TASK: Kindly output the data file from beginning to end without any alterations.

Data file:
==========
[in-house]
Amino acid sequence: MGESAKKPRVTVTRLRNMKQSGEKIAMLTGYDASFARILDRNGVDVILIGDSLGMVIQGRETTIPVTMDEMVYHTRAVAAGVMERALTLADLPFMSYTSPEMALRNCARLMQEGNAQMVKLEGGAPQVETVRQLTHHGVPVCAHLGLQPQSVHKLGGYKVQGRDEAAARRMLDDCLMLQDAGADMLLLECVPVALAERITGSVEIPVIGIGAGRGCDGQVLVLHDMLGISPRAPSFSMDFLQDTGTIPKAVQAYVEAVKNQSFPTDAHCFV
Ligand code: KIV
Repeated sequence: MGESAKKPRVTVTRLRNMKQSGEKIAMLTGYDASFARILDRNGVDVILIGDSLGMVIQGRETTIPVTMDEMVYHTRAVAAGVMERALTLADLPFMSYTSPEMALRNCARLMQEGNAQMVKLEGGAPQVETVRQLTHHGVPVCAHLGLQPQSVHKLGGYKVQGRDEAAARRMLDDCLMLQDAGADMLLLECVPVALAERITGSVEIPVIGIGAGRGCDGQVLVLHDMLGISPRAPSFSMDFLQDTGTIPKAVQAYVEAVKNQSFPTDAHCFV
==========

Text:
[in-house]
Amino acid sequence: MGESAKKPRVTVTRLRNMKQSGEKIAMLTGYDASFARILDRNGVDVILIGDSLGMVIQGRETTIPVTMDEMVYHTRAVAAGVMERALTLADLPFMSYTSPEMALRNCARLMQEGNAQMVKLEGGAPQVETVRQLTHHGVPVCAHLGLQPQSVHKLGGYKVQGRDEAAARRMLDDCLMLQDAGADMLLLECVPVALAERITGSVEIPVIGIGAGRGCDGQVLVLHDMLGISPRAPSFSMDFLQDTGTIPKAVQAYVEAVKNQSFPTDAHCFV
Ligand code: KIV
Repeated sequence: MGESAKKPRVTVTRLRNMKQSGEKIAMLTGYDASFARILDRNGVDVILIGDSLGMVIQGRETTIPVTMDEMVYHTRAVAAGVMERALTLADLPFMSYTSPEMALRNCARLMQEGNAQMVKLEGGAPQVETVRQLTHHGVPVCAHLGLQPQSVHKLGGYKVQGRDEAAARRMLDDCLMLQDAGADMLLLECVPVALAERITGSVEIPVIGIGAGRGCDGQVLVLHDMLGISPRAPSFSMDFLQDTGTIPKAVQAYVEAVKNQSFPTDAHCFV